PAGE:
"Despite the known effectiveness of medications for addiction treatment (MAT), it is vastly underused."
January 14, 2021
Shatterproof is pleased to share the important announcement made by the U.S. Department of Health & Human Services to eliminate the buprenorphine waiver requirement for certain DEA-licensed prescribers. As the opioid epidemic has worsened, Shatterproof and its thousands of grassroots advocates have pressed for the removal of the buprenorphine waiver requirement and strongly supports today’s decision by HHS. This regulatory change will allow physicians to prescribe one of the most effective treatments for opioid use disorder without a special waiver. By doing so, they have significantly expanded access to evidence-based treatment for addiction. We know that removing barriers to buprenorphine saves lives: For example, France saw a 79% decline in fatal overdoses over three years after buprenorphine prescribing regulations were eliminated in that country.
Kevin Roy, Shatterproof’s Chief Policy Officer, explains the importance of this policy change: “Despite the known effectiveness of medications for addiction treatment (MAT), it is vastly underused — fewer than half of people with opioid use disorder (OUD) receive it. This policy change removes a barrier for primary care doctors and emergency room physicians, among others, to initiate treatment for their patients with OUD. This gives providers the opportunity to stabilize a patient as they assess the level of care needed with addiction specialists when needed. The weight of the evidence suggests that this critical change to remove barriers to buprenorphine treatment will save lives. Importantly, the notice of this policy change also strongly encourages Colleges of Medicine to continue implementing comprehensive training on substance use disorder as part of its required core curriculum. This is more important than ever given the growing and evolving nature of this crisis.”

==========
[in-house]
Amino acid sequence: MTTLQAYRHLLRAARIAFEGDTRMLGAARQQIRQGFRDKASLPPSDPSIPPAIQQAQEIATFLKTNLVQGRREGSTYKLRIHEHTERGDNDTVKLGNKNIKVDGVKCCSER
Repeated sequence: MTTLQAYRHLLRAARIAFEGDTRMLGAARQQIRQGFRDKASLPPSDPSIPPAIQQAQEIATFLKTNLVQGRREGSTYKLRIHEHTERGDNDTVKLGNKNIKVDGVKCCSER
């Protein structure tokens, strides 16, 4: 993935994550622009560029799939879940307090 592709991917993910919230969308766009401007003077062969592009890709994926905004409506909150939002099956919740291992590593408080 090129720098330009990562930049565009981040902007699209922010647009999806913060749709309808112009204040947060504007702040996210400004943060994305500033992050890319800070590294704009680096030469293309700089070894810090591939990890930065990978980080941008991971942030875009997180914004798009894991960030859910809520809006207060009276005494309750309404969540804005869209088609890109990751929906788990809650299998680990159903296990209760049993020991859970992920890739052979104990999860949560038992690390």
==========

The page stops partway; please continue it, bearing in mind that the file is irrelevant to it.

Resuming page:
Shatterproof released a report on buprenorphine availability in 2020 that found that 39% of counties in the United States do not have access to this medication. The main barrier to access has been the waiver requirement, as patients struggle to find physicians who are authorized to prescribe the medication. Less than 6% of providers in the U.S. have received the special waiver. Many prescribers do not pursue a waiver because of limited time, inadequate education about addiction medicine, or concern about OUD-related stigma.
Shatterproof is a national nonprofit organization dedicated to reversing the addiction crisis in the United States. Shatterproof harnesses the models of business, the rigor of science and the power of a national movement to create change and save lives through three pillars of work: revolutionizing the addiction treatment system, breaking down addiction-related stigmas and supporting and empowering our communities. To learn more visit www.Shatterproof.org